16 Jan Four Producers of Madeira
This story originally appeared in the Napa Valley Register.
Last week, I wrote about how Madeira excites the palate, but that many of the tourists that visit Madeira do not even know that Madeira wine is one of the main products produced on the island.
Madeira wine has been produced on the island since the 15th century, and today there are approximately 2000 grape growers but only eight producers on the island. On my recent first trip to Madeira, I visited four of the producers and wanted to share a bit about my visits. When a product is named after the island itself, I think everyone should know about it.
Blandy’s Madeira Wine Company
John Blandy founded Blandy’s Madeira Wine in 1811, and in 1840, his son, Charles Ridpath Blandy, purchased The Blandy Wine Lodges in Funchal, the main city in Madeira. Today, the company is run by Michael and Chris Blandy, members of the sixth and seventh generations. Through recent purchases, the Blandy’s own three properties on the island, for a total of seven hectares, producing white grapes only. In addition, they work with 400 growers on the island for a total of 450 hectares.
Memorable wine of the tasting:
Blandy’s 1999 Malmsey (bottled in 2015) – A dark brown color, the acidity in the wine tempers the sweetness. The finish on this wine tastes like brown sugar when it has melted on the tongue and it was all the better paired with molasses cake.
Established in 1870, Justino’s Madeira is one of the oldest companies on the island, as well as the largest producer of Madeira. Founded by Justino Henrique Freitas in 1870, the family-owned company was sold in 1981 to former army Colonel Siegfredo da Costa Campos, who fell in love with the property and upgraded it. In 2008, the colonel died, and in 2009 French company La Martiniquaise purchased Justino’s Madeira.
The winemaker at Justino’s is Dina Luis. Originally from the Tejo on the mainland of Portugal, Luis studied food engineering with an emphasis in winemaking. She spent 18 years making wine in Tejo before coming to Madeira four years ago. I spent an afternoon with Luis, touring the newly built wine facility that is open by appointment only. She has spent her four years learning about each and every tank and most of the barrels (there are 4,000 barrels). She imagines the blends in her mind and then works with her team to taste and make sure they achieve the aspired style of wine.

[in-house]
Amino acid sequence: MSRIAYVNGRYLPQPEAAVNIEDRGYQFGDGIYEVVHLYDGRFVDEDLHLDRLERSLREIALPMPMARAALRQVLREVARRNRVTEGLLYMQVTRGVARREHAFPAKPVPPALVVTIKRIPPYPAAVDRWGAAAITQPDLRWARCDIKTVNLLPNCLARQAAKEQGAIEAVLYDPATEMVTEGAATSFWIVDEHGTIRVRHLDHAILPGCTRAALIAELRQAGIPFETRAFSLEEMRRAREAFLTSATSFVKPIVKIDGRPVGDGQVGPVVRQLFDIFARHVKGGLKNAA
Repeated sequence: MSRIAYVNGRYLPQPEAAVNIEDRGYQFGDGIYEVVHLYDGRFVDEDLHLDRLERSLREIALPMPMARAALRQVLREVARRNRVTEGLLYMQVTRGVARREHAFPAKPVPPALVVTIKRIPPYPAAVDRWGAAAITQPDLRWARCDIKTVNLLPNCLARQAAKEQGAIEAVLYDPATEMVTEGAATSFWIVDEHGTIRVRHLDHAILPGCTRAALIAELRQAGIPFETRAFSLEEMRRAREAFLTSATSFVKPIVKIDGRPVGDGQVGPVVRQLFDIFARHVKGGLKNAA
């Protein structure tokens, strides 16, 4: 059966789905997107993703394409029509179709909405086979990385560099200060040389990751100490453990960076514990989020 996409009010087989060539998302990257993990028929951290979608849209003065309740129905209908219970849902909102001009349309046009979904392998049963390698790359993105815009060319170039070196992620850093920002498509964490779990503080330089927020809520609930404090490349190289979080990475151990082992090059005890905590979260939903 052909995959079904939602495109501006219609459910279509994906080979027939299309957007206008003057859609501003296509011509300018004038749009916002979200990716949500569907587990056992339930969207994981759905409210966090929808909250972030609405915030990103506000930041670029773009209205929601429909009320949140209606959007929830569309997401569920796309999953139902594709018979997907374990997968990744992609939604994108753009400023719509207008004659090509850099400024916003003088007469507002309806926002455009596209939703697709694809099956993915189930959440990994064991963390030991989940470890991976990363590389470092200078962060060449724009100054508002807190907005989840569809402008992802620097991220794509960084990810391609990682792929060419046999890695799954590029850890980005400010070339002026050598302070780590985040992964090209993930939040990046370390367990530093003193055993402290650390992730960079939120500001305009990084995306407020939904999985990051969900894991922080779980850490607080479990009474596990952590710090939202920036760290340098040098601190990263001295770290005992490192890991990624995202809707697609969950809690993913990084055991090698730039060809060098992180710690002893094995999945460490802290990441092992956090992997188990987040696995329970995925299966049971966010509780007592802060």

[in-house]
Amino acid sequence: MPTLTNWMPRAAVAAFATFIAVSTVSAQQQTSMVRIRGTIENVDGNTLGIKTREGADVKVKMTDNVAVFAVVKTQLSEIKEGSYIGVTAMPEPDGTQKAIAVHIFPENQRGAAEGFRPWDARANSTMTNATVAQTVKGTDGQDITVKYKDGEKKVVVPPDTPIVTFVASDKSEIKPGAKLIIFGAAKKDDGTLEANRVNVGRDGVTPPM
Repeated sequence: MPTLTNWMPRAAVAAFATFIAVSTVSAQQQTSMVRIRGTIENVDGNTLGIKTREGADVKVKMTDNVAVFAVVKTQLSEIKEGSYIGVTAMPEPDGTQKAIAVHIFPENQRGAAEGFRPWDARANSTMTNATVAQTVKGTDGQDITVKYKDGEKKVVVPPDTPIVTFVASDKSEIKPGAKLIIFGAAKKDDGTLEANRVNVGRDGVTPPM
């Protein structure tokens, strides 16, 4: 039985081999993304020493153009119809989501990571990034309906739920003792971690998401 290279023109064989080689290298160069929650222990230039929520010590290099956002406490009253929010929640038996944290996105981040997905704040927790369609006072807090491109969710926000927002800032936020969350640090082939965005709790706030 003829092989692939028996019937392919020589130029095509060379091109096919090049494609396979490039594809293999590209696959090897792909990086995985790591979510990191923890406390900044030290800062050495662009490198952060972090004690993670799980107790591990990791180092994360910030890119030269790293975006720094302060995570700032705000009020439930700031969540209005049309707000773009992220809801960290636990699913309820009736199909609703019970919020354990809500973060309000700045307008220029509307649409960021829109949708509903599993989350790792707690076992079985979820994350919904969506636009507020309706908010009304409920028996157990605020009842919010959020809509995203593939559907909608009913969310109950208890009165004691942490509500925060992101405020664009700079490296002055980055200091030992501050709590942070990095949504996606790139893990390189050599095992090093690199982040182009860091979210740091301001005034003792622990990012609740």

Memorable wines of the tasting:
Justino’s 1997 Verdelho – With aromas of apples, oranges and honey, there is a dry sensation at first on the palate. But after that first sip, the flavor rushes back onto the palate and it is impossible not to salivate.
Justino’s 50-year-old Terrantez – This blend was one of Dina Luis’ first blends. The wine has aromas of cedarwood and mahogany but really fresh, intense acidity. The wine starts off light and elegant and builds up to a big and intense wine.
Justino’s 1988 Malvasia – My mouth watered as I smelled this wine with aromas of coffee, banana, toasted nuts and old wood, yet it was so fresh with high acidity on the palate.
Justino’s Verdelho 1934 – It was a very special treat to taste this wine that is more than 80 years old. Despite its age, it was so fresh with notes of green nuts, mineral and tangerine skin.
Barbeito Madeira was started in 1946 by Mario Barbeito, an accountant. His daughter Manuela joined the family business in 1972 and took over as the export director after her father passed away in 1985. Her son, Ricardo Freitas, joined the business after studying and teaching history. He had spent his summers working at the winery but said it was “a good accident” that his mother needed his help in 1992.
Ricardo Freitas, who was named Portugal’s Best Fortified Winemaker in 2010, introduced the idea of single casks in 2003. In addition, he recovered the almost-extinct grape bastardo. And he created the Historic Series Madeira with the idea of creating a vintage character to each wine. The Historic Series includes Baltimore Rainwater, Charleston Sercial, Savannah Verhelho, Boston Bual, New York Malmsey, as well as Thomas Jefferson Special Reserve produced every two years and New Orleans Tricentennial Reserve, made for the third time in 20 years.
Barbeito Malvasia 30 Year Vo Vera – Paying homage to Freitas’ grandmother, whose image is knitting on the label, the wine is linear, clean and elegant with great acidity.
Barbeito Bastardo 50 Year Avo Mario – Paying homage to Freitas’ grandfather who is reading on the label, the wine is medium sweet with a little spice and when I tried it, all I said was “Wow!”
Bual 1863 – Freitas has a collection of old wines from his grandfather who had purchased substantial stocks of old vintages many years ago. Lucky me, Frietas poured me a taste of the 1863 Bual. There are no other words to describe it than magnificent.
Henriques & Henriques
Henriques & Henriques was founded by João Gonçalves Henriques in 1850, followed by a partnership between his sons Francisco and João Joaquim in 1912. With no heirs, the company was passed on to friends and partners in 1968, including Peter Cossart who made 53 vintages with the company.
Humberto Jardim joined H&H as a financial expert and became the general director in 1994. The winery is in the town of Câmara de Lobos, which means Sea Wolf, and is open to the public for tastings. They also own a 10-hectare vineyard at Quinta Grande.
Henriques & Henriques Tinta Negra 50 Year – This is a truly gorgeous wine with elegant acidity and notes of brown sugar.
Henriques & Henriques Terrantez 1954 – Now at 128 grams of sugar but with intense, elegant acidity, this wine has aromas of dried fruits and nuts and has a long, full finish on the palate.
H&H Founders Solera Madeira 1894 Malvasia – A bright amber color with greenish hues on the rim, the wine is very aromatic with notes of raisins, honey, nuts and old wood.
Read the original story in the Napa Valley Register.